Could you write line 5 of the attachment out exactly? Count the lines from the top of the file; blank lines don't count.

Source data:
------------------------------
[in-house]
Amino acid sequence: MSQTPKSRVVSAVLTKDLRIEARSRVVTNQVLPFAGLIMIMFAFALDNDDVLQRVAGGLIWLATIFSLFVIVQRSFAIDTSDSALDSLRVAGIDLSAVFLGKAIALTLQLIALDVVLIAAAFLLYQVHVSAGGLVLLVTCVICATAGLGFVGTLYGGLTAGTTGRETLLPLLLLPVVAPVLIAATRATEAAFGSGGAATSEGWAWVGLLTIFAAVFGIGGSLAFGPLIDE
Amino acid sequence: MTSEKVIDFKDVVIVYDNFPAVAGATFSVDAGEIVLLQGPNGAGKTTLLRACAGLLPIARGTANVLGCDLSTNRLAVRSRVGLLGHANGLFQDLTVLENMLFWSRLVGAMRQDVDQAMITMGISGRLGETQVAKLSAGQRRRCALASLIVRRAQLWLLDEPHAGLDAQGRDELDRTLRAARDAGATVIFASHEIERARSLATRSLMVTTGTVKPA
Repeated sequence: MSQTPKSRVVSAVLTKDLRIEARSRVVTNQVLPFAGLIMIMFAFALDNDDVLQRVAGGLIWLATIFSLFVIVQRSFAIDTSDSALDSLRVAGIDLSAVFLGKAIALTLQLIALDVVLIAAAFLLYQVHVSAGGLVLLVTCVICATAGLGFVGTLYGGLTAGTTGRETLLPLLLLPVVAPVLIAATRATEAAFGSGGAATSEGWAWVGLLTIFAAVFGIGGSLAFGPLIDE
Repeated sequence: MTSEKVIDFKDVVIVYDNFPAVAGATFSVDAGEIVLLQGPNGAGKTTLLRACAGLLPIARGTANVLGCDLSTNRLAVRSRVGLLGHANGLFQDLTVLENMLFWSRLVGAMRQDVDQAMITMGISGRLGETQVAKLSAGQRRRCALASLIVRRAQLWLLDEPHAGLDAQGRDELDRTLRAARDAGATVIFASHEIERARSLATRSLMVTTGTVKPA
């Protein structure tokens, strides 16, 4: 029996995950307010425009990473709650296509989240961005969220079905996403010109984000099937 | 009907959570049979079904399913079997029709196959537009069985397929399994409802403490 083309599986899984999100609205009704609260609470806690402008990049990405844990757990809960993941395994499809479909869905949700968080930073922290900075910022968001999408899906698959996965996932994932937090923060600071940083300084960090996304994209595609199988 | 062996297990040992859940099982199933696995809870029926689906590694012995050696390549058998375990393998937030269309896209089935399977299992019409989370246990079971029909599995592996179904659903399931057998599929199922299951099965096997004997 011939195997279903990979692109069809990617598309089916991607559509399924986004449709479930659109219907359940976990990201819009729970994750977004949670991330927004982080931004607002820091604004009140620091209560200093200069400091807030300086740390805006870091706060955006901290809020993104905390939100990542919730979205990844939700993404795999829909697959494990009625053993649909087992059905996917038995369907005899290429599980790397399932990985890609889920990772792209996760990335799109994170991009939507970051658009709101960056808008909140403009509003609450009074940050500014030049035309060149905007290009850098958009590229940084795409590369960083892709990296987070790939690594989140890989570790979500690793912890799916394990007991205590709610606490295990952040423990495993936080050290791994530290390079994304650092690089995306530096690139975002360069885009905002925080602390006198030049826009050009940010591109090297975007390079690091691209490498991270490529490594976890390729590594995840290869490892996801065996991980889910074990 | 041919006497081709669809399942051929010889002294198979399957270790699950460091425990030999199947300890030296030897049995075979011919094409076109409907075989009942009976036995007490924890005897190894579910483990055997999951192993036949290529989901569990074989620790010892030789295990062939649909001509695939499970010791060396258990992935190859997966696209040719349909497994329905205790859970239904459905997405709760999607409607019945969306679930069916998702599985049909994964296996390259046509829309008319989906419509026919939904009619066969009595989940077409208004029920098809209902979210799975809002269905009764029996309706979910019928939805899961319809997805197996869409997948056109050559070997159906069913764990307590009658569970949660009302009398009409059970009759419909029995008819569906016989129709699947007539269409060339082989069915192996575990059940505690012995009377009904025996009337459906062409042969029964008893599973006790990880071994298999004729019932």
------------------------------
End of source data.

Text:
Repeated sequence: MTSEKVIDFKDVVIVYDNFPAVAGATFSVDAGEIVLLQGPNGAGKTTLLRACAGLLPIARGTANVLGCDLSTNRLAVRSRVGLLGHANGLFQDLTVLENMLFWSRLVGAMRQDVDQAMITMGISGRLGETQVAKLSAGQRRRCALASLIVRRAQLWLLDEPHAGLDAQGRDELDRTLRAARDAGATVIFASHEIERARSLATRSLMVTTGTVKPA